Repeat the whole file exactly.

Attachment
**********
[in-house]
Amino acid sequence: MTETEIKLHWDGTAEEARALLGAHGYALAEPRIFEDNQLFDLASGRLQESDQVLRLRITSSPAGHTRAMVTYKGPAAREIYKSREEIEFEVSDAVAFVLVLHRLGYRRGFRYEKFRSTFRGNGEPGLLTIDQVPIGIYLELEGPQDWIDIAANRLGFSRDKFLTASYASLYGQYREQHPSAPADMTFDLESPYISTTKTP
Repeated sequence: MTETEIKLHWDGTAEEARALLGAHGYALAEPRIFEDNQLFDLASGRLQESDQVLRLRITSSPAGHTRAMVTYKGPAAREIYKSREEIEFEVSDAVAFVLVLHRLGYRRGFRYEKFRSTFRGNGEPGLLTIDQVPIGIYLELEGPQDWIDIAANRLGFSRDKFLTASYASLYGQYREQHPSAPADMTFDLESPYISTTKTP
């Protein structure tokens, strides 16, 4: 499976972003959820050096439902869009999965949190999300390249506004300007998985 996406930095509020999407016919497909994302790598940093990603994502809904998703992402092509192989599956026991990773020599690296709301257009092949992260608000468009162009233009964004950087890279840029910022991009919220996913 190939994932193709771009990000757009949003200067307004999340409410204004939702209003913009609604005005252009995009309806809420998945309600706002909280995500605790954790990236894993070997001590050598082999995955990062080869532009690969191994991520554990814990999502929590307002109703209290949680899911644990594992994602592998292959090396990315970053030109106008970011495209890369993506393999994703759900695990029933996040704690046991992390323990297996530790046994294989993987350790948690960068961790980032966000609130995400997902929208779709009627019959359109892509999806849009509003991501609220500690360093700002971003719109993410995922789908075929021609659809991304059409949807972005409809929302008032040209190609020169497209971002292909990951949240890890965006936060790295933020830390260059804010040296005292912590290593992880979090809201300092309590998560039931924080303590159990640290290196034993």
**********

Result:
[in-house]
Amino acid sequence: MTETEIKLHWDGTAEEARALLGAHGYALAEPRIFEDNQLFDLASGRLQESDQVLRLRITSSPAGHTRAMVTYKGPAAREIYKSREEIEFEVSDAVAFVLVLHRLGYRRGFRYEKFRSTFRGNGEPGLLTIDQVPIGIYLELEGPQDWIDIAANRLGFSRDKFLTASYASLYGQYREQHPSAPADMTFDLESPYISTTKTP
Repeated sequence: MTETEIKLHWDGTAEEARALLGAHGYALAEPRIFEDNQLFDLASGRLQESDQVLRLRITSSPAGHTRAMVTYKGPAAREIYKSREEIEFEVSDAVAFVLVLHRLGYRRGFRYEKFRSTFRGNGEPGLLTIDQVPIGIYLELEGPQDWIDIAANRLGFSRDKFLTASYASLYGQYREQHPSAPADMTFDLESPYISTTKTP
């Protein structure tokens, strides 16, 4: 499976972003959820050096439902869009999965949190999300390249506004300007998985 996406930095509020999407016919497909994302790598940093990603994502809904998703992402092509192989599956026991990773020599690296709301257009092949992260608000468009162009233009964004950087890279840029910022991009919220996913 190939994932193709771009990000757009949003200067307004999340409410204004939702209003913009609604005005252009995009309806809420998945309600706002909280995500605790954790990236894993070997001590050598082999995955990062080869532009690969191994991520554990814990999502929590307002109703209290949680899911644990594992994602592998292959090396990315970053030109106008970011495209890369993506393999994703759900695990029933996040704690046991992390323990297996530790046994294989993987350790948690960068961790980032966000609130995400997902929208779709009627019959359109892509999806849009509003991501609220500690360093700002971003719109993410995922789908075929021609659809991304059409949807972005409809929302008032040209190609020169497209971002292909990951949240890890965006936060790295933020830390260059804010040296005292912590290593992880979090809201300092309590998560039931924080303590159990640290290196034993």